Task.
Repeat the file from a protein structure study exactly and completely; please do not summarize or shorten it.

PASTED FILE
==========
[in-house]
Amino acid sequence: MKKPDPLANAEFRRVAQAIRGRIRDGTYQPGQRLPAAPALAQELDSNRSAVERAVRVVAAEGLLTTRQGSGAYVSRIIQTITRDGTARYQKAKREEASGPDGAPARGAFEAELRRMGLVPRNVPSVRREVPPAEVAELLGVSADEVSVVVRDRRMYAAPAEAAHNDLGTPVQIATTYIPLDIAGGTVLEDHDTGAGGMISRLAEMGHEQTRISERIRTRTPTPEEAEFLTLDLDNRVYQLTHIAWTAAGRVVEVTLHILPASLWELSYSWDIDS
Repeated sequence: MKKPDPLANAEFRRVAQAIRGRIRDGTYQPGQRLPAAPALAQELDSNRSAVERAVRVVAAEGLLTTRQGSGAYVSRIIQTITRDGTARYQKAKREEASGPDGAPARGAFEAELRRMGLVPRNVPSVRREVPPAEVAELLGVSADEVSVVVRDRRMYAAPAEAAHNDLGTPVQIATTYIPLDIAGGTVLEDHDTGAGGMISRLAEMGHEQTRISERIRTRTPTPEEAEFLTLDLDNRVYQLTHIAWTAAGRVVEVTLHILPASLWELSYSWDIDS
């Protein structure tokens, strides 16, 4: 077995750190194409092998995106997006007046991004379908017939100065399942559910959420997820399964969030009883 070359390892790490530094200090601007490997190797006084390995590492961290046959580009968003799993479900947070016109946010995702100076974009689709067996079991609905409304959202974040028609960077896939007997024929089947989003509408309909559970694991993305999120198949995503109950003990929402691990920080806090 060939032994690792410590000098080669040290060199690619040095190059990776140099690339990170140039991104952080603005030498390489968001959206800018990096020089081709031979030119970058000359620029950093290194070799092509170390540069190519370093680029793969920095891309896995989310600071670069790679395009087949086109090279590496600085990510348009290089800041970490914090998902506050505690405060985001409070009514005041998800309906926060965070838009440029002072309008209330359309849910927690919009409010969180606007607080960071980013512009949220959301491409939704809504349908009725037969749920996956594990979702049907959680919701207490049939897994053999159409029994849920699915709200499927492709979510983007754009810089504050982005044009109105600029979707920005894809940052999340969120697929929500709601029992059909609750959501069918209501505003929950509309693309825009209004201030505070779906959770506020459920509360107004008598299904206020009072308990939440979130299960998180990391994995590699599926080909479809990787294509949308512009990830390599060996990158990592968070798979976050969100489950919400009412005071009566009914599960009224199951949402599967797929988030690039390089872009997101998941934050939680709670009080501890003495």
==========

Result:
[in-house]
Amino acid sequence: MKKPDPLANAEFRRVAQAIRGRIRDGTYQPGQRLPAAPALAQELDSNRSAVERAVRVVAAEGLLTTRQGSGAYVSRIIQTITRDGTARYQKAKREEASGPDGAPARGAFEAELRRMGLVPRNVPSVRREVPPAEVAELLGVSADEVSVVVRDRRMYAAPAEAAHNDLGTPVQIATTYIPLDIAGGTVLEDHDTGAGGMISRLAEMGHEQTRISERIRTRTPTPEEAEFLTLDLDNRVYQLTHIAWTAAGRVVEVTLHILPASLWELSYSWDIDS
Repeated sequence: MKKPDPLANAEFRRVAQAIRGRIRDGTYQPGQRLPAAPALAQELDSNRSAVERAVRVVAAEGLLTTRQGSGAYVSRIIQTITRDGTARYQKAKREEASGPDGAPARGAFEAELRRMGLVPRNVPSVRREVPPAEVAELLGVSADEVSVVVRDRRMYAAPAEAAHNDLGTPVQIATTYIPLDIAGGTVLEDHDTGAGGMISRLAEMGHEQTRISERIRTRTPTPEEAEFLTLDLDNRVYQLTHIAWTAAGRVVEVTLHILPASLWELSYSWDIDS
């Protein structure tokens, strides 16, 4: 077995750190194409092998995106997006007046991004379908017939100065399942559910959420997820399964969030009883 070359390892790490530094200090601007490997190797006084390995590492961290046959580009968003799993479900947070016109946010995702100076974009689709067996079991609905409304959202974040028609960077896939007997024929089947989003509408309909559970694991993305999120198949995503109950003990929402691990920080806090 060939032994690792410590000098080669040290060199690619040095190059990776140099690339990170140039991104952080603005030498390489968001959206800018990096020089081709031979030119970058000359620029950093290194070799092509170390540069190519370093680029793969920095891309896995989310600071670069790679395009087949086109090279590496600085990510348009290089800041970490914090998902506050505690405060985001409070009514005041998800309906926060965070838009440029002072309008209330359309849910927690919009409010969180606007607080960071980013512009949220959301491409939704809504349908009725037969749920996956594990979702049907959680919701207490049939897994053999159409029994849920699915709200499927492709979510983007754009810089504050982005044009109105600029979707920005894809940052999340969120697929929500709601029992059909609750959501069918209501505003929950509309693309825009209004201030505070779906959770506020459920509360107004008598299904206020009072308990939440979130299960998180990391994995590699599926080909479809990787294509949308512009990830390599060996990158990592968070798979976050969100489950919400009412005071009566009914599960009224199951949402599967797929988030690039390089872009997101998941934050939680709670009080501890003495």